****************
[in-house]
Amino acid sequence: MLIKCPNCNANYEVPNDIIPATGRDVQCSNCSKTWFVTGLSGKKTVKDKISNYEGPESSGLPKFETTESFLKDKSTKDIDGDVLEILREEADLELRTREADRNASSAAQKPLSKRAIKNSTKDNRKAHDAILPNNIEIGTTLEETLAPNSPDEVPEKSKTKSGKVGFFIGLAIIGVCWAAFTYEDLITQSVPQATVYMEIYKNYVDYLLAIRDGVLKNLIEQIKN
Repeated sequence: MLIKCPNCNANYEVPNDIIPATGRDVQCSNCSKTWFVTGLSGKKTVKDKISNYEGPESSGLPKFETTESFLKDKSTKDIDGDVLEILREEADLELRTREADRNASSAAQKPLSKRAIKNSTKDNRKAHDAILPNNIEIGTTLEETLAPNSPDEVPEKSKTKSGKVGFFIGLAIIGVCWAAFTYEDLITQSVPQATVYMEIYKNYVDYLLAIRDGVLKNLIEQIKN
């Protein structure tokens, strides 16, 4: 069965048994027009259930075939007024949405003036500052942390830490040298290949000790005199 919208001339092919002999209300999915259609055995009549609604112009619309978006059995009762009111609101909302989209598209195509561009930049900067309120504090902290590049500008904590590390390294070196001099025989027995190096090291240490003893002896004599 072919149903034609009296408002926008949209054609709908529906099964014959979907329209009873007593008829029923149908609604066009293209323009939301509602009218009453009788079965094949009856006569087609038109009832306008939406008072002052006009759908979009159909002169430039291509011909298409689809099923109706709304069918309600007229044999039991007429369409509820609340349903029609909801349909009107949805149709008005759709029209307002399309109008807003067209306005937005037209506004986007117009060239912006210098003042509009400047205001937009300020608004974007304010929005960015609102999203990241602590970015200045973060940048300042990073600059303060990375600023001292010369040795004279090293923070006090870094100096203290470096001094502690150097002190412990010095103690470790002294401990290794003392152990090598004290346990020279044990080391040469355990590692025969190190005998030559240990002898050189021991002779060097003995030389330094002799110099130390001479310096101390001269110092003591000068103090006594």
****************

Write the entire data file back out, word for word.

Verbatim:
[in-house]
Amino acid sequence: MLIKCPNCNANYEVPNDIIPATGRDVQCSNCSKTWFVTGLSGKKTVKDKISNYEGPESSGLPKFETTESFLKDKSTKDIDGDVLEILREEADLELRTREADRNASSAAQKPLSKRAIKNSTKDNRKAHDAILPNNIEIGTTLEETLAPNSPDEVPEKSKTKSGKVGFFIGLAIIGVCWAAFTYEDLITQSVPQATVYMEIYKNYVDYLLAIRDGVLKNLIEQIKN
Repeated sequence: MLIKCPNCNANYEVPNDIIPATGRDVQCSNCSKTWFVTGLSGKKTVKDKISNYEGPESSGLPKFETTESFLKDKSTKDIDGDVLEILREEADLELRTREADRNASSAAQKPLSKRAIKNSTKDNRKAHDAILPNNIEIGTTLEETLAPNSPDEVPEKSKTKSGKVGFFIGLAIIGVCWAAFTYEDLITQSVPQATVYMEIYKNYVDYLLAIRDGVLKNLIEQIKN
């Protein structure tokens, strides 16, 4: 069965048994027009259930075939007024949405003036500052942390830490040298290949000790005199 919208001339092919002999209300999915259609055995009549609604112009619309978006059995009762009111609101909302989209598209195509561009930049900067309120504090902290590049500008904590590390390294070196001099025989027995190096090291240490003893002896004599 072919149903034609009296408002926008949209054609709908529906099964014959979907329209009873007593008829029923149908609604066009293209323009939301509602009218009453009788079965094949009856006569087609038109009832306008939406008072002052006009759908979009159909002169430039291509011909298409689809099923109706709304069918309600007229044999039991007429369409509820609340349903029609909801349909009107949805149709008005759709029209307002399309109008807003067209306005937005037209506004986007117009060239912006210098003042509009400047205001937009300020608004974007304010929005960015609102999203990241602590970015200045973060940048300042990073600059303060990375600023001292010369040795004279090293923070006090870094100096203290470096001094502690150097002190412990010095103690470790002294401990290794003392152990090598004290346990020279044990080391040469355990590692025969190190005998030559240990002898050189021991002779060097003995030389330094002799110099130390001479310096101390001269110092003591000068103090006594």